I am trying to find a way to express my feelings about this book. I don’t see the point of talking about the plot, that is something each and everyone should discover on their own. However, this book treated a lot of topics and very dark ones at that, which in turn made me feel an unexpectedly large amount of feelings that I simply didn’t see coming. There are themes of loss – quite literal loss of a person you love but also the loss of innocence. Family – the one you choose and the one you don’t. Love – the pure, platonic and romantic kind. The Animators makes you aware that the world isn’t rainbows and sunshine, there are dark alleys and predators. Amidst all of that gloom, it still never lets you forget that there is always someone, even if it’s someone unexpected, who will be there to help you through it.

aquote2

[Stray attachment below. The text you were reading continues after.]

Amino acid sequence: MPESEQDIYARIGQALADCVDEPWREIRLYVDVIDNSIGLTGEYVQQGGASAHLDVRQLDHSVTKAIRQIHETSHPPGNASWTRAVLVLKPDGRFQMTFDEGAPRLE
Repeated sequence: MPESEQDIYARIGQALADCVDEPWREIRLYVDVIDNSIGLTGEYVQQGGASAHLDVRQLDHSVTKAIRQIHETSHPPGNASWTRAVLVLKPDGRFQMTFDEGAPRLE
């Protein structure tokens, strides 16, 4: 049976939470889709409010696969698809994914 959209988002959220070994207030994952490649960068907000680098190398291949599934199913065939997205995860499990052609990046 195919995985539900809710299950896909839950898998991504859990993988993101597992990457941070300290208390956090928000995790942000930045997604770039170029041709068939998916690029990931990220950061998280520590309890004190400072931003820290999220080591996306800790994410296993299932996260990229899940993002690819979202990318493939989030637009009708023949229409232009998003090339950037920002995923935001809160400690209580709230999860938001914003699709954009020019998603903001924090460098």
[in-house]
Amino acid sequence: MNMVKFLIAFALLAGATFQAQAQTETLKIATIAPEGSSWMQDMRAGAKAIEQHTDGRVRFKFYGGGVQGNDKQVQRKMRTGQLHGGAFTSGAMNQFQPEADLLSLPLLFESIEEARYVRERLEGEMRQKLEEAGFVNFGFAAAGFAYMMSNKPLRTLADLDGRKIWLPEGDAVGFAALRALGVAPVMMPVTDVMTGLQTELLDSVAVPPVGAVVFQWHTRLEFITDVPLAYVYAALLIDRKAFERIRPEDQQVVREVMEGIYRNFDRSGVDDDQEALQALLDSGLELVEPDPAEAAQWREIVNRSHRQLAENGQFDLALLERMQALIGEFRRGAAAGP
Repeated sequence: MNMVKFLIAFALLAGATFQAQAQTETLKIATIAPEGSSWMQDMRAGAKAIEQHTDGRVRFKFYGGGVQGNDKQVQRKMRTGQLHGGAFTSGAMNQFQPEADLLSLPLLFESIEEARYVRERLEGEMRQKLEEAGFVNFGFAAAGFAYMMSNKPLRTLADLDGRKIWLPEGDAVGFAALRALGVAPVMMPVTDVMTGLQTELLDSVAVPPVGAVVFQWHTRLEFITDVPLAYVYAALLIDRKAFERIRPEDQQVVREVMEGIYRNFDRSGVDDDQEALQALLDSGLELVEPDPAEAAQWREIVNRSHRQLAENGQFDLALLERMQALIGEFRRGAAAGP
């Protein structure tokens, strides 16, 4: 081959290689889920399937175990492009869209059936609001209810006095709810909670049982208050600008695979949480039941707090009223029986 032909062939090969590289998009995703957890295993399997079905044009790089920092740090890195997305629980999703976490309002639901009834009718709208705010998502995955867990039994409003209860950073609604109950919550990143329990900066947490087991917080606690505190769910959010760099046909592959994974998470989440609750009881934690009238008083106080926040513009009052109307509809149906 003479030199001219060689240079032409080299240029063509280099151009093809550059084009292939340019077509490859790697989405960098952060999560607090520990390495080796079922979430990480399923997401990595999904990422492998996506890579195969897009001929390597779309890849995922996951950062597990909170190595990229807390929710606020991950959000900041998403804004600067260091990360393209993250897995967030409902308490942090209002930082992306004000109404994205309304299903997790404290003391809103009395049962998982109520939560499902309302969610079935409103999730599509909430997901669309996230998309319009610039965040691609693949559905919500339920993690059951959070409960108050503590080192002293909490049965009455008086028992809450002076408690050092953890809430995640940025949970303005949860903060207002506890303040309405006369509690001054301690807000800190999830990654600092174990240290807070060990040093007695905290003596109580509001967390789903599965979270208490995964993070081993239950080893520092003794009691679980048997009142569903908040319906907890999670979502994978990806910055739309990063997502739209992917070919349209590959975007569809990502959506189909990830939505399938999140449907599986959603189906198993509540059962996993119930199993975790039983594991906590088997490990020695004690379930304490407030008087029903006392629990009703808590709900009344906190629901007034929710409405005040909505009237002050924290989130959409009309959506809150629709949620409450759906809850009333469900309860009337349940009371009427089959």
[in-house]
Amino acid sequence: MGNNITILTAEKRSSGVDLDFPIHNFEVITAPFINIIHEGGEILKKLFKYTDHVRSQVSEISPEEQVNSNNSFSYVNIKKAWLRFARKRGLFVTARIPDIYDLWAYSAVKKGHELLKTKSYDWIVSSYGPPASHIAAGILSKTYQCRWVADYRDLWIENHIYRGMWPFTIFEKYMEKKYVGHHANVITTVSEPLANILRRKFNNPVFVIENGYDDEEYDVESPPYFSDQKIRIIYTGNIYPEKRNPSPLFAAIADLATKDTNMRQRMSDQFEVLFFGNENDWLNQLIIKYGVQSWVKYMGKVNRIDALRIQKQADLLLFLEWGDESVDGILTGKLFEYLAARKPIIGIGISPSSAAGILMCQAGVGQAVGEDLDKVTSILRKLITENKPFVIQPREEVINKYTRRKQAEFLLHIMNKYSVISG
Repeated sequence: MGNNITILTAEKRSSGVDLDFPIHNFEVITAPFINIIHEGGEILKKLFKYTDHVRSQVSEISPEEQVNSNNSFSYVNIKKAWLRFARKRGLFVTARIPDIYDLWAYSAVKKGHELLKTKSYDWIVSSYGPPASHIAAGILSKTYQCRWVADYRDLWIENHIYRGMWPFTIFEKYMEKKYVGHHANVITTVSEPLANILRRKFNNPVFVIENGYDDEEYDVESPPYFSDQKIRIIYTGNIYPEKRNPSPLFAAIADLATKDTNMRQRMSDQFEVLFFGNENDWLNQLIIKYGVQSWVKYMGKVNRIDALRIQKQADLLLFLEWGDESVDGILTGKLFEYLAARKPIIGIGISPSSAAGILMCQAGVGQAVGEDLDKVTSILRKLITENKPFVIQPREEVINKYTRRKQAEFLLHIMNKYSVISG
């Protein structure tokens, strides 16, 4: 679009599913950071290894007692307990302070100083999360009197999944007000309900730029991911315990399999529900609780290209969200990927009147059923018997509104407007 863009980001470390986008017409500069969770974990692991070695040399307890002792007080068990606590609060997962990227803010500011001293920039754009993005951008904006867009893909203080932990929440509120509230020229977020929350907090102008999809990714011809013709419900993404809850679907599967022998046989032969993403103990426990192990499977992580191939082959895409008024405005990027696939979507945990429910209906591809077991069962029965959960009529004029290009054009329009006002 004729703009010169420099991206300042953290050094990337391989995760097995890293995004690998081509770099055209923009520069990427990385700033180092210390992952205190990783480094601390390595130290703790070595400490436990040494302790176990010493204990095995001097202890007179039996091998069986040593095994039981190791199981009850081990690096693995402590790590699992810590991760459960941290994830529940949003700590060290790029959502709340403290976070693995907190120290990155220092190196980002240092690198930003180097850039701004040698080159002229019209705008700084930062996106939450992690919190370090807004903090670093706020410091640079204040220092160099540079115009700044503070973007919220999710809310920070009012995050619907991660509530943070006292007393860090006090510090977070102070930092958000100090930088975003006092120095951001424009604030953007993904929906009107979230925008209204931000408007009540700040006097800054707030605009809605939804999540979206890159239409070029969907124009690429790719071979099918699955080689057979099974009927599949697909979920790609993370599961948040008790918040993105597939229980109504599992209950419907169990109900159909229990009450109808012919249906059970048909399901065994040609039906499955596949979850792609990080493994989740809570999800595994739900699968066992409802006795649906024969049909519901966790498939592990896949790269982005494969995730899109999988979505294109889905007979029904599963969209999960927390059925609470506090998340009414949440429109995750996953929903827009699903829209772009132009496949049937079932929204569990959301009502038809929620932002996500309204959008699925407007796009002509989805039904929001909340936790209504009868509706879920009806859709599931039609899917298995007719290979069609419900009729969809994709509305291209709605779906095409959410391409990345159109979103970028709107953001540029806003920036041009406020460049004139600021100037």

The book is “only” 380 pages long, but somehow it felt like three times as much. It’s almost as if you are accompanying Sharon, who narrates the whole story in her unique voice, for an entire lifetime. She grew on me so much and I felt with her whenever life threw her another curveball. It’s such an ingenious debut, so very well crafted, however, I don’t think this is really for everyone. At times, it felt like going into a really deep, really warped and disturbed rabbit hole. It makes sense in hindsight, a necessary journey for the characters to go through, but even I felt like it was too much for me and too crass in some parts and I watch the weirdest stuff on TV. Still, it didn’t keep me from enjoying the story and I doubt that it will leave me anytime soon!

Fazit: 4/5 stars! A stunning debut about partnership and adulthood and all the struggles coming with it!

4stars

Could you see yourself enjoying this book? Can you sometimes find joy in really messed up stories too?

Writing Insights #6: NaNoWriMo

nano